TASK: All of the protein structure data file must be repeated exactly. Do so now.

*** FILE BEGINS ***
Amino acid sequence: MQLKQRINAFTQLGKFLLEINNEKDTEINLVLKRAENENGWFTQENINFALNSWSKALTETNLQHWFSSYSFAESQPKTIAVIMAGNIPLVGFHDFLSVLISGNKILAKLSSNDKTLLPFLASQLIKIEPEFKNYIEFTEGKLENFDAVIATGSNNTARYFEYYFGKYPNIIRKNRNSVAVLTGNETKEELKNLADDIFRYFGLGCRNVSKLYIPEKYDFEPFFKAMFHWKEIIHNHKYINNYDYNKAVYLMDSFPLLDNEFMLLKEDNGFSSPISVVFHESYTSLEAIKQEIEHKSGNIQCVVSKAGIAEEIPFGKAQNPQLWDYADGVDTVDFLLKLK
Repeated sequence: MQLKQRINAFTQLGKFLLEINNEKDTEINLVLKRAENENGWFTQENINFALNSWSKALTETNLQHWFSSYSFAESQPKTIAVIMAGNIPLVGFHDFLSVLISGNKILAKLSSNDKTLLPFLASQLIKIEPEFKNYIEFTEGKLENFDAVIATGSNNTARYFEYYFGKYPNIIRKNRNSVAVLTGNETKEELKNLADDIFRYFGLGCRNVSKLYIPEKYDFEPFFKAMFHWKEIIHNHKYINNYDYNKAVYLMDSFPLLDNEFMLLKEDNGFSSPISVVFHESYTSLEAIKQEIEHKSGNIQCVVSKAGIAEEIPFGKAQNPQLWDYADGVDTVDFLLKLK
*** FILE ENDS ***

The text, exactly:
Amino acid sequence: MQLKQRINAFTQLGKFLLEINNEKDTEINLVLKRAENENGWFTQENINFALNSWSKALTETNLQHWFSSYSFAESQPKTIAVIMAGNIPLVGFHDFLSVLISGNKILAKLSSNDKTLLPFLASQLIKIEPEFKNYIEFTEGKLENFDAVIATGSNNTARYFEYYFGKYPNIIRKNRNSVAVLTGNETKEELKNLADDIFRYFGLGCRNVSKLYIPEKYDFEPFFKAMFHWKEIIHNHKYINNYDYNKAVYLMDSFPLLDNEFMLLKEDNGFSSPISVVFHESYTSLEAIKQEIEHKSGNIQCVVSKAGIAEEIPFGKAQNPQLWDYADGVDTVDFLLKLK
Repeated sequence: MQLKQRINAFTQLGKFLLEINNEKDTEINLVLKRAENENGWFTQENINFALNSWSKALTETNLQHWFSSYSFAESQPKTIAVIMAGNIPLVGFHDFLSVLISGNKILAKLSSNDKTLLPFLASQLIKIEPEFKNYIEFTEGKLENFDAVIATGSNNTARYFEYYFGKYPNIIRKNRNSVAVLTGNETKEELKNLADDIFRYFGLGCRNVSKLYIPEKYDFEPFFKAMFHWKEIIHNHKYINNYDYNKAVYLMDSFPLLDNEFMLLKEDNGFSSPISVVFHESYTSLEAIKQEIEHKSGNIQCVVSKAGIAEEIPFGKAQNPQLWDYADGVDTVDFLLKLK